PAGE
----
Page Type: Album
Object Title: Elephants Perch
Image Type(s): Rock Climbing, Alpine Climbing, Bouldering, Aid Climbing
Page By: reboyles
Created/Edited: Jun 17, 2013 / Jul 15, 2013
Object ID: 853133
Page Score: 77.48% - 8 Votes
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Elephants Perch - Sawtooth Mountains, Idaho
Saddleback Peak/Elephants Perch from the Redfish Lake Creek trail.
I first visited the west side of Elephants Perch (Aka Saddleback Peak or Sawtooth Dome) in the mid-70s on an aborted attempt to climb a big aid route on the west face. It had been a couple of years since I first met my rock climbing instructor, Frank Florence and I had racked up a couple of seasons of year-round technical rock climbing so when Frank proposed that we go to the "Perch" and give it a shot, I was all go. Back then, the only way to get beta in Idaho was by word of mouth and we had heard stories from Bob Rosso and others in the Ketchum area about some awesome routes that were being put up on Idaho's biggest granite wall so off we went. We brought what we thought was a decent rack including bugs, thin blades. lots of small wired pieces and the standard of the day, a full rack of Chouinard hexes and stoppers. We also brought two 50m ropes, jumars, aiders and maybe 35-40 biners thinking we were equipped for anything. Not having room for a tent, we spent a long, muggy Idaho summer night under a tarp swatting mosquitoes until it was light enough to climb. We scrambled from our miserable biv site to the ledges at the bottom of the west face and Frank picked out a thin aid line in a shallow corner that went on for maybe 300' before the first ledge appeared. We set anchors and Frank took off up the crack in aiders. It wasn't long before Frank realized that he didn't have enough gear so he down climbed a ways and started back-cleaning his lower pieces. It must have taken 3 hours to finish the first pitch and it took every bit of rope and gear we had. After fiddling around for almost a half-an-hour trying to set a solid belay anchor with stacked knifeblades, Frank called down that he didn't think we had enough gear to do this route, that I should come up, clean the pitch and we'd rap off. After sitting in one place staring straight up for hours, I agreed, so I quickly rigged up my jumars and started up the dead vertical pitch, pulling pieces as I ascended. At about the halfway point the crack bottomed out and the pieces were coming out with a single tug, including the pitons. When I made it to just under Frank's feet he mentioned that his anchors were starting to bend under our combined weight. We had a little chat and instead of rappelling I was just going to gingerly retreat the way I had come, on my jumars. It seemed like it took another half-hour to sneak down that rope and when I hit the ledge I knew that one of us was going to get off this slab alive. After spending another half hour rigging more gear for anchors, Frank rapped off and we made it safely off this wall. Later, we found out the pitch was rated A4 so we didn't feel too bad. We snagged a consolation prize the next day when we did a fun 3 pitch 5.6 on one of the towers in the area while watching the Eye of the Elephant get put up by a Ketchum crew.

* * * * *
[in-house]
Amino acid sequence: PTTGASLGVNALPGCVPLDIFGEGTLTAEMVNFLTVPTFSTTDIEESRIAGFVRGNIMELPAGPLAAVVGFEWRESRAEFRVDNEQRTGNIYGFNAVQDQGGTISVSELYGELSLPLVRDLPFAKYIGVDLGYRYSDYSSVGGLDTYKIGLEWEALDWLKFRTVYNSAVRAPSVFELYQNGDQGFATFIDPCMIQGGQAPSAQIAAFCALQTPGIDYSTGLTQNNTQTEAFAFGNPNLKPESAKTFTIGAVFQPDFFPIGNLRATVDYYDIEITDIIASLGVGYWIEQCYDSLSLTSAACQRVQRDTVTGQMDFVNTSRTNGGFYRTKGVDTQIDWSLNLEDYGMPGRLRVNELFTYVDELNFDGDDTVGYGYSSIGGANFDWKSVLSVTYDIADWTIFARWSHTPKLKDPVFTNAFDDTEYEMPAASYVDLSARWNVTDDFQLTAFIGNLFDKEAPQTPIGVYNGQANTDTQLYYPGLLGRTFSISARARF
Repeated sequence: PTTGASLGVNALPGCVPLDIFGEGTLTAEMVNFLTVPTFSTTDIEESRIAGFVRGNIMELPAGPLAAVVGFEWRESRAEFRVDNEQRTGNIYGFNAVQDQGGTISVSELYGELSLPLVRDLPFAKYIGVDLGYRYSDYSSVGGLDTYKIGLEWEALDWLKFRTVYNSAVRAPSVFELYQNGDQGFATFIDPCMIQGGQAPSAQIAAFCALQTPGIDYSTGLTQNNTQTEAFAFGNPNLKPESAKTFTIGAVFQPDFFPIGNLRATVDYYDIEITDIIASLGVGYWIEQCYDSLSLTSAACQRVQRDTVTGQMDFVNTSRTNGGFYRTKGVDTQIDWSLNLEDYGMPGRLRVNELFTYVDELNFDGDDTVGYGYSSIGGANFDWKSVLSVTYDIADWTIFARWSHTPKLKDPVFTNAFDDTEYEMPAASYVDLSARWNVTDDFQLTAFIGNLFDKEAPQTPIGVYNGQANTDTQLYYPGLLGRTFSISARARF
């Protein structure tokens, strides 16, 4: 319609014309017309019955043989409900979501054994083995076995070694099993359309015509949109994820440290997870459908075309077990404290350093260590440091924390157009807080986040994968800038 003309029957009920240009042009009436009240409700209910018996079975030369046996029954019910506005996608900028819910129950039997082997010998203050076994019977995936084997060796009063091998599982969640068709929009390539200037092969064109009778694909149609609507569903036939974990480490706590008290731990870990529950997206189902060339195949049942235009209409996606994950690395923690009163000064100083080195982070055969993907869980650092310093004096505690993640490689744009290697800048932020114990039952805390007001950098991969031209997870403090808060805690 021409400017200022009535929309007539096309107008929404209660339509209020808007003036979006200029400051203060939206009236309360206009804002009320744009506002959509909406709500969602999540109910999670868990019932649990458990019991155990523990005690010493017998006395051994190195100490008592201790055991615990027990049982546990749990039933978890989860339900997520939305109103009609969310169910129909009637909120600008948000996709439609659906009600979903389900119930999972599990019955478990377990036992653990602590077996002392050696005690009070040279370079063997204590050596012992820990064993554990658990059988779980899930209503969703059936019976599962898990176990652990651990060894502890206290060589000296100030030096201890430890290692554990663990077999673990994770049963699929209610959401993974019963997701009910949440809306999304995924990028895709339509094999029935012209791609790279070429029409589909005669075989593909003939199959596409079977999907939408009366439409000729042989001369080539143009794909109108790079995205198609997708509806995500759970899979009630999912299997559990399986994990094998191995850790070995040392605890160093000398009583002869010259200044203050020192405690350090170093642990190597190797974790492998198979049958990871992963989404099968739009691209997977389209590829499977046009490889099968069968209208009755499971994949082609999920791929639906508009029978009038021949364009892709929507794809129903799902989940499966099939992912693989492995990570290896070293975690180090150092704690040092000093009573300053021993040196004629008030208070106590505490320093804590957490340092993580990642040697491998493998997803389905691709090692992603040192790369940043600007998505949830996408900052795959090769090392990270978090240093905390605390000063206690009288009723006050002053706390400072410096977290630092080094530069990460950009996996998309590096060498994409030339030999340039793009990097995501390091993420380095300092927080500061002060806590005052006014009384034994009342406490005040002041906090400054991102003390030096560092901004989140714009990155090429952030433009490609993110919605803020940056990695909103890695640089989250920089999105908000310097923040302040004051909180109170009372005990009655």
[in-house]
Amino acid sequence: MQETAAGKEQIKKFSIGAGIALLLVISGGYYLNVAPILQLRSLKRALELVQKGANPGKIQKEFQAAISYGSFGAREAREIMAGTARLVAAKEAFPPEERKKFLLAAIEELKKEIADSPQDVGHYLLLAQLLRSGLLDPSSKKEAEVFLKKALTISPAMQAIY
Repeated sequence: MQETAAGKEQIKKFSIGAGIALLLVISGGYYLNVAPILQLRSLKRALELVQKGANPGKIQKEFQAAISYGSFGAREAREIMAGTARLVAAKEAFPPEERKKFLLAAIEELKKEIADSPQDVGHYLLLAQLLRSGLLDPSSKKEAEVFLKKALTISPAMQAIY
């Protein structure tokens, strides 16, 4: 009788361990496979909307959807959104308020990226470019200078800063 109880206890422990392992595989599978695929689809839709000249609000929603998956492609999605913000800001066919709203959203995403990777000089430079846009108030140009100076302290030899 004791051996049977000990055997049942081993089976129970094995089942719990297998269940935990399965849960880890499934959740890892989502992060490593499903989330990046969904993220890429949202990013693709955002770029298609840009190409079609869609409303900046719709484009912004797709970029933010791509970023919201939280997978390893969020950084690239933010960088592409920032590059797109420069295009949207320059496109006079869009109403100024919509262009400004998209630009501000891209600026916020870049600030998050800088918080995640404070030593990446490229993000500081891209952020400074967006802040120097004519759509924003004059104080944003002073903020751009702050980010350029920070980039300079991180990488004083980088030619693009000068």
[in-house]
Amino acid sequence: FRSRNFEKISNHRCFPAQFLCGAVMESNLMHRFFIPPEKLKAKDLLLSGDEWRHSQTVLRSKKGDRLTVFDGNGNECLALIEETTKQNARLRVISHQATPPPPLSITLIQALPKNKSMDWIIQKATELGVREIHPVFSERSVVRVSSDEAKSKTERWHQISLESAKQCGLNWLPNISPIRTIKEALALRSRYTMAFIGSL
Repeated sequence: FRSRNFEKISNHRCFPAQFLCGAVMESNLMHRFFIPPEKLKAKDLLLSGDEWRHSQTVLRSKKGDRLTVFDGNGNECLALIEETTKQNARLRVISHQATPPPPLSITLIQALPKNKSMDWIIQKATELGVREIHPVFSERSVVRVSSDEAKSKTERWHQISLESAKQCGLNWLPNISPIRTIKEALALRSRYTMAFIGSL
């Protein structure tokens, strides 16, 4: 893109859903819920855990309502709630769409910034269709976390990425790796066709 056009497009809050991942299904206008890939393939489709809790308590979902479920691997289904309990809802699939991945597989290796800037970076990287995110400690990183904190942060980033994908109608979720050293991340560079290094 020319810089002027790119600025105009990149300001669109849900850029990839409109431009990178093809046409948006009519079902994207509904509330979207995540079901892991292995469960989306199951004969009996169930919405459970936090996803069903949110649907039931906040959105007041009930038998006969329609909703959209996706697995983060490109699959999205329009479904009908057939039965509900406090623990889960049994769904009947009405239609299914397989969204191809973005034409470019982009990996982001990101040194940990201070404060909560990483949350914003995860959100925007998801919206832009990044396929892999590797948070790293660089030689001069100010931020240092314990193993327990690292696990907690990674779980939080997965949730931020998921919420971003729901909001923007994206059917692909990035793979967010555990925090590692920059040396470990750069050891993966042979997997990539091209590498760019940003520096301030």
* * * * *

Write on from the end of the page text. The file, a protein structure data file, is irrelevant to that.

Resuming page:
Since that first trip in the 70s I have made numerous trips back to this area, including several on skis in the middle of winter and the most recent in late October 2012. I may not ever climb this face again but I will always be able to walk by and get a big smile on my face knowing that I did.
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